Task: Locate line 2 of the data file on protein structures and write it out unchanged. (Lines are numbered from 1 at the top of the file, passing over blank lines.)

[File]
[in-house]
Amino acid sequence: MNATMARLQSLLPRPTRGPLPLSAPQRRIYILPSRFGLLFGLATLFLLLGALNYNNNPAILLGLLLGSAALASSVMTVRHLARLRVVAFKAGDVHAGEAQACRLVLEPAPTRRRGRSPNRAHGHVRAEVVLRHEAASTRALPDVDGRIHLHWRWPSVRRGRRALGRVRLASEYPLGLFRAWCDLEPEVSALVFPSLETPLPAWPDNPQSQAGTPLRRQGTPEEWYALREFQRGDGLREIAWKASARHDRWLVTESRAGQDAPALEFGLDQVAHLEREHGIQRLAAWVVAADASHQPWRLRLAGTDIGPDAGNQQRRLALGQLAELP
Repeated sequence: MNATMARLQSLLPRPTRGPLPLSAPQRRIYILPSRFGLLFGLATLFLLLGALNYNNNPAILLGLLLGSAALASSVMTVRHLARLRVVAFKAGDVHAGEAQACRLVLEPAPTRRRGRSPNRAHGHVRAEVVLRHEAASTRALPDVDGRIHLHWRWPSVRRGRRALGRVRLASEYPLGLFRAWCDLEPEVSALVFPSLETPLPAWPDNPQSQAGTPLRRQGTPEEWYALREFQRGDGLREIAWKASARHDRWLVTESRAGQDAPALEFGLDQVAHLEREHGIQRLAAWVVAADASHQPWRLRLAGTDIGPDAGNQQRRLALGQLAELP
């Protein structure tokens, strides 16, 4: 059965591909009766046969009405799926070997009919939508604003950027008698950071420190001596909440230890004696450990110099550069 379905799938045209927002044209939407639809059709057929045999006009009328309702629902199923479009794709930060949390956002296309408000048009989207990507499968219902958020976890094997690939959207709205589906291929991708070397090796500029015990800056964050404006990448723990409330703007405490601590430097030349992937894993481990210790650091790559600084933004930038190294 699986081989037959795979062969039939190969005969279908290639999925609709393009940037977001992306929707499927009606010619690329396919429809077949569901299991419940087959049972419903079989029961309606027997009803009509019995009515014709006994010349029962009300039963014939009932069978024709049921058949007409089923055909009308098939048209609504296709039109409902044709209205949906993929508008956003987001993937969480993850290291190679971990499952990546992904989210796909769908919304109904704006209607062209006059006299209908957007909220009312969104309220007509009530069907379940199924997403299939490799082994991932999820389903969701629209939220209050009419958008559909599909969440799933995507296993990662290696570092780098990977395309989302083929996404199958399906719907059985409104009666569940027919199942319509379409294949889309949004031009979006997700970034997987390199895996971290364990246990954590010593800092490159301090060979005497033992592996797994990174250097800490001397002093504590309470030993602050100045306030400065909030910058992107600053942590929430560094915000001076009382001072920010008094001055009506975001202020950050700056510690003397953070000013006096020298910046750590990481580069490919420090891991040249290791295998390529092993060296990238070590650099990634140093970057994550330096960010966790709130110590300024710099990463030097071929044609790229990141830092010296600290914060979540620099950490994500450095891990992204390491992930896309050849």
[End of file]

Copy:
Amino acid sequence: MNATMARLQSLLPRPTRGPLPLSAPQRRIYILPSRFGLLFGLATLFLLLGALNYNNNPAILLGLLLGSAALASSVMTVRHLARLRVVAFKAGDVHAGEAQACRLVLEPAPTRRRGRSPNRAHGHVRAEVVLRHEAASTRALPDVDGRIHLHWRWPSVRRGRRALGRVRLASEYPLGLFRAWCDLEPEVSALVFPSLETPLPAWPDNPQSQAGTPLRRQGTPEEWYALREFQRGDGLREIAWKASARHDRWLVTESRAGQDAPALEFGLDQVAHLEREHGIQRLAAWVVAADASHQPWRLRLAGTDIGPDAGNQQRRLALGQLAELP